ZT: Each one is different. We just talked through the things we can control and make sure we're always on the same page with everybody and we move on. We know we have to take care of the ball if we expect to win these games. Especially against really good teams in this division. As tight as these games are going to be and if we don't we're probably not going to win. There's no question we're going to have to earn our way through the last half of this season. Our guys are built for it and they're ready for it.
GH: The defense looked like two completely different groups of guys between the first seven games and the last two. Any concerns?
ZT: You look at two things. We're up on the Jets, 31-20. We get a stop there to end the game, then we feel pretty good about our performance. But when you don't, the last eight minutes of that game are really going to get magnified and often times that's what the games in the league come down to. We didn't end that game very strongly, so you open yourself up to a lot of criticism.
And against the Browns, the offense gave them 16-20 points. We gave them a pick-six, two field goals where they got the ball in field goal territory off turnovers and then we had the turnover on downs on our side of the field and we'd like to hold them to a field goal and we gave them a touchdown.
So there's 20 points right there and the defense has to own a 41-point performance when in reality they actually played pretty well on two sudden changes and held them to field goals. That's part of the league, but we try to put that into perspective for our guys.
What we can't do is give up two explosive plays for touchdowns. If we can do a better job in quarters coverage on one of the post routes and get the guy down on the ground on the long touchdown run, then we feel like we'll have a pretty solid performance in there. But unfortunately that's not the way it played out.
GH: Any personnel changes on defense you mull over the bye? You've got some veteran cornerbacks you recently claimed off waivers that have played a lot elsewhere.
ZT: I think what we'll do is see how those guys fit our scheme and see what their strengths are. The better thing to do is to involve them in some smaller roles to get them involved in the same system and the communication aspect of things and we'll just see if anyone expands their role going forward.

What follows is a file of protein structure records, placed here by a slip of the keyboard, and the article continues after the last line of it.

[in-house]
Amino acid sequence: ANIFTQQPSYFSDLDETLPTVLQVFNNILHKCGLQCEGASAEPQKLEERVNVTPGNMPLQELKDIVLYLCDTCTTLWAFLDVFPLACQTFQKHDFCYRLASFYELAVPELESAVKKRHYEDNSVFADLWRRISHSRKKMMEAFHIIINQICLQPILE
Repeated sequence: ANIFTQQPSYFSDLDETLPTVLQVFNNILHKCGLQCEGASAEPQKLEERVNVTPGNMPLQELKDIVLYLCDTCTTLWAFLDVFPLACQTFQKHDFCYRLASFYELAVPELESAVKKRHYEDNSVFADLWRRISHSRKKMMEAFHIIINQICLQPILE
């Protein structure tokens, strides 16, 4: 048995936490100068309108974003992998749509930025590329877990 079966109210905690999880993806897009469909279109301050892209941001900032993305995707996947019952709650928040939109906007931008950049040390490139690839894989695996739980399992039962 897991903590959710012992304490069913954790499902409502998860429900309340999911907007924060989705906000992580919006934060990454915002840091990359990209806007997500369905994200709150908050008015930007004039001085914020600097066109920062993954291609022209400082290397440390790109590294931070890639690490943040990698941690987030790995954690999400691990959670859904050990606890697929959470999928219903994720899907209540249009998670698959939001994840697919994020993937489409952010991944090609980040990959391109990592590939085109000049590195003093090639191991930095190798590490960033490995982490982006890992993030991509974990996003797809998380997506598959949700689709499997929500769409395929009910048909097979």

I think what's smart is we've added veteran corner experience and anyone who's been around this league long enough knows that in November, December, January, that's going to pay dividends having a lot guys there for a variety of reasons. So it's good to get some guys who have played ball in the NFL before.
GH: So it sounds like you're not ready to make changes on the corner with Eli Apple. Defensive coordinator Lou Anarumo has indicated he could have had some help on the 60-yard touchdown pass.
ZT: Playing corner in this league is very difficult. You're going to have to cover some really good receivers, you're going to be put on an island, you're going to win some and lose some. You have to be able to bounce back and put that one behind you. We've got faith in Eli Apple and expect him to continue to step up.
GH: The personnel move on the other side of the ball, putting Hakeem Adeniji at right guard in place of Jackson Carman, that seemed to work out the way you hoped since he's getting another start. You guys must have been really confident in him because he had practiced for only two weeks coming off his injured shoulder.
ZT: Correct. He's been attentive. He's been in meetings, he's been working really hard to get himself in shape to the best of his ability. That's a credit to (director of rehab) Nick Cosgray. That's a credit to our strength and conditioning department. That's a credit to Hakeem staying focused knowing he'll be ready when he gets an opportunity when it's thrown his way. It wasn't perfect. But there was enough there to show he's on the right trajectory and we want to make sure he gets another opportunity.
GH: Did you want Jackson to take a breather and watch it? I know he's been up and down and has been very good at times, particularly in Baltimore.
ZT: Yeah, I think it's good for a rookie. He's been in the mix and it's good to take a step back and look at it from a different perspective but still stay ready. We're counting on Jackson. We're going to need Jackson. He'll have another opportunity at some point and he's got to be ready for that.